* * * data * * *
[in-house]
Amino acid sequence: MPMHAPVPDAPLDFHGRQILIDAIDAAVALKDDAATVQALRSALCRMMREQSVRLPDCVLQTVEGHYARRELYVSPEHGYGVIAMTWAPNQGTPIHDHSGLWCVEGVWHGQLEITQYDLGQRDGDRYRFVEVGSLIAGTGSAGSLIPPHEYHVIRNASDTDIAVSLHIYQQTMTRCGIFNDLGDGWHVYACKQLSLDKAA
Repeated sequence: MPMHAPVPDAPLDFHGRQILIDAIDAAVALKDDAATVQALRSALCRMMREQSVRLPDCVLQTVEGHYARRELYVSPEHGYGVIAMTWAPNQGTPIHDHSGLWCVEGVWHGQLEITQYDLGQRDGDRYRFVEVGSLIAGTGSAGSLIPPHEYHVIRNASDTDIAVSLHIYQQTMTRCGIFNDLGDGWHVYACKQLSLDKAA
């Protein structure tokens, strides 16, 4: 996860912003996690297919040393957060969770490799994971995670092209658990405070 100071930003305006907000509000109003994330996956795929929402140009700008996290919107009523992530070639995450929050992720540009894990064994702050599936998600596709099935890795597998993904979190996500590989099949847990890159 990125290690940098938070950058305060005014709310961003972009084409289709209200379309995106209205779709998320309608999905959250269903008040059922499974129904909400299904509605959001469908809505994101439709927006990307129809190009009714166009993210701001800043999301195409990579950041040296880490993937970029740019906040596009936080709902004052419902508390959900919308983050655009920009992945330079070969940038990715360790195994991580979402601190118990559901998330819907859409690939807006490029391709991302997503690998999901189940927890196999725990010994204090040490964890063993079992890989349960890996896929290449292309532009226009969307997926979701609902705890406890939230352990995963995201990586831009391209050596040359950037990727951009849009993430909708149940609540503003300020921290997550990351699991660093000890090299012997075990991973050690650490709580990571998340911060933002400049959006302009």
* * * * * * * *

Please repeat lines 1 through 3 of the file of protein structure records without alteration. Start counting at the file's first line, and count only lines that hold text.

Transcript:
[in-house]
Amino acid sequence: MPMHAPVPDAPLDFHGRQILIDAIDAAVALKDDAATVQALRSALCRMMREQSVRLPDCVLQTVEGHYARRELYVSPEHGYGVIAMTWAPNQGTPIHDHSGLWCVEGVWHGQLEITQYDLGQRDGDRYRFVEVGSLIAGTGSAGSLIPPHEYHVIRNASDTDIAVSLHIYQQTMTRCGIFNDLGDGWHVYACKQLSLDKAA
Repeated sequence: MPMHAPVPDAPLDFHGRQILIDAIDAAVALKDDAATVQALRSALCRMMREQSVRLPDCVLQTVEGHYARRELYVSPEHGYGVIAMTWAPNQGTPIHDHSGLWCVEGVWHGQLEITQYDLGQRDGDRYRFVEVGSLIAGTGSAGSLIPPHEYHVIRNASDTDIAVSLHIYQQTMTRCGIFNDLGDGWHVYACKQLSLDKAA